Progesterone-Growth Factor Interactions in Uterine Stromal Cells: A NEW MODEL FOR STUDYING PROGESTERONE(3)

In: Progesterone

8 Feb 2013

A major concern regarding the usefulness of this model is the apparent lack of estrogen-dependent proliferation. While a nidatory amount of estradiol is required to initiate stromal cell proliferation in vivo, no direct effect of estrogen on cell cycle progression in uterine stromal cells has been demonstrated. Therefore, our interpretation of the existing evidence is that estrogen functions in two important aspects of stromal cell proliferation (see Fig. 5). First, estrogen may be necessary in intact animals to stimulate the synthesis of progesterone receptor rather than to direct cell cycle progression. Consistent with this interpretation, estrogen induces transcription of the progesterone receptor via an intragenic response element, and Kraus and Katzenellenbogen showed that estrogen is required for progestin action in the ovariectomized rat uterus because the progesterone receptor content is low. We have clearly demonstrated that proliferating uterine stromal cells express both the A and B forms of the progesterone receptor. Moreover, addition of progesterone receptor antagonist RU-486 to stromal cell cultures containing bFGF and progesterone significantly inhibited proliferation. Since the serum-free medium used in our studies is phenol red free, it is not clear how progesterone receptor expression is regulated in these cells. The simplest interpretation is that increased expression of progesterone receptor occurs during the prior passage of these cells in medium containing 10%serum. Alternatively, progesterone receptor synthesis may be the result of a coupling between the estrogen receptor to an insulin-dependent mechanism as shown for neuroblastoma cells in culture, since insulin is a component in the serum-free medium used in our cell proliferation studies. Addition of estradiol to stromal cell cultures containing progesterone and bFGF enhanced the proliferative response as compared to that with progesterone and bFGF without estradiol, but the difference was not significant. We are currently investigating whether stromal cells in culture express estrogen receptors. buy ortho tri-cyclen online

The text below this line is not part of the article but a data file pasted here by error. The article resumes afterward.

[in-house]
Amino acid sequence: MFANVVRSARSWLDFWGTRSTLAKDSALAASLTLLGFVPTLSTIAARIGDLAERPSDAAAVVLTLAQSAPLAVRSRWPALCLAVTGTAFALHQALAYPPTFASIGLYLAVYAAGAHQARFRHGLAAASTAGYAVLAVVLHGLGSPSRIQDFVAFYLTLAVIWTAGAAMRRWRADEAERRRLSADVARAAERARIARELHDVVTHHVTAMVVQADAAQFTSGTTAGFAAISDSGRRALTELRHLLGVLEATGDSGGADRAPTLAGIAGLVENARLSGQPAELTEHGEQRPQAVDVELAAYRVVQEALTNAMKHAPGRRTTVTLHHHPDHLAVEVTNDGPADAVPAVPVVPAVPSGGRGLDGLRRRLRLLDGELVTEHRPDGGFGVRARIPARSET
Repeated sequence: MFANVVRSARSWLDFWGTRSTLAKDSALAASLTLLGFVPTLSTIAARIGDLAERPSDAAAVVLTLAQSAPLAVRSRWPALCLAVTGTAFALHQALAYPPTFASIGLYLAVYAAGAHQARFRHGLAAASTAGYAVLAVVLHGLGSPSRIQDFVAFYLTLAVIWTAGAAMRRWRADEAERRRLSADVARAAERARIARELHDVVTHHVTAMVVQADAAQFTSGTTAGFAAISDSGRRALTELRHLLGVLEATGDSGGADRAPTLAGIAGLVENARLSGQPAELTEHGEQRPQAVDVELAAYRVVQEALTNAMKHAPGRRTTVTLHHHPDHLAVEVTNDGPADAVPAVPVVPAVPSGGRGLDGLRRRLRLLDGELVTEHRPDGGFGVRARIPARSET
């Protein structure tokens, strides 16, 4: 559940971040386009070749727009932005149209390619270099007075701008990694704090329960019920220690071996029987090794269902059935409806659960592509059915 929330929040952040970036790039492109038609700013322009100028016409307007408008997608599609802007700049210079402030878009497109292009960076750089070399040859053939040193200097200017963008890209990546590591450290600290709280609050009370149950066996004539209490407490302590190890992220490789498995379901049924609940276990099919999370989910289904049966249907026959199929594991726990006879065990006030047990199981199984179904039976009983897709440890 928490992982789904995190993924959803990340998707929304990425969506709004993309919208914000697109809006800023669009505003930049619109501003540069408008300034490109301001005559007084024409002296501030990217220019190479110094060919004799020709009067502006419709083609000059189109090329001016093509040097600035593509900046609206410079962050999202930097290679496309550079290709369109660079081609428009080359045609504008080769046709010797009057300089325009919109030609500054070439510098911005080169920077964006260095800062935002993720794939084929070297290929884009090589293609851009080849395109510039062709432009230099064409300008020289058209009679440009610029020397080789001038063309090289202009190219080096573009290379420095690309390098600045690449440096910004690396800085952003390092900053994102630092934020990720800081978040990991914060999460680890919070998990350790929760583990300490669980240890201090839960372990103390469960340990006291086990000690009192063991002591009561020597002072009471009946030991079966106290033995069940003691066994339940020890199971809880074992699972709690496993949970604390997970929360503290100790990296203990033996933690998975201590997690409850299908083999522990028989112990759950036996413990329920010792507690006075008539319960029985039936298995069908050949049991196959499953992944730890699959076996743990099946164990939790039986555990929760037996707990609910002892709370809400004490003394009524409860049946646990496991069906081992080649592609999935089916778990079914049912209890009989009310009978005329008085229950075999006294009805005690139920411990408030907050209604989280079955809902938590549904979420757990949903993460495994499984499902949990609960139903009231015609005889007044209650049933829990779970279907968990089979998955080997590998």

Fig5Progesterone-Growth Factor
FIG. 5. Proposed model for progesterone-dependent stromal cell proliferation showing potential control points for cell cycle progression. Cells are driven into S and M phases by the formation of cyclin-cdk complexes. Progesterone may stimulate the synthesis of cyclins in G1 and G2 phases of the cell cycle. Activation of the complex requires kinase binding to cyclin, phosphorylation, and dephosphorylation. Estrogen may be necessary for the synthesis of growth factors and progesterone receptor in vivo, but its action is not required for stromal cell proliferation in culture. See text for details.

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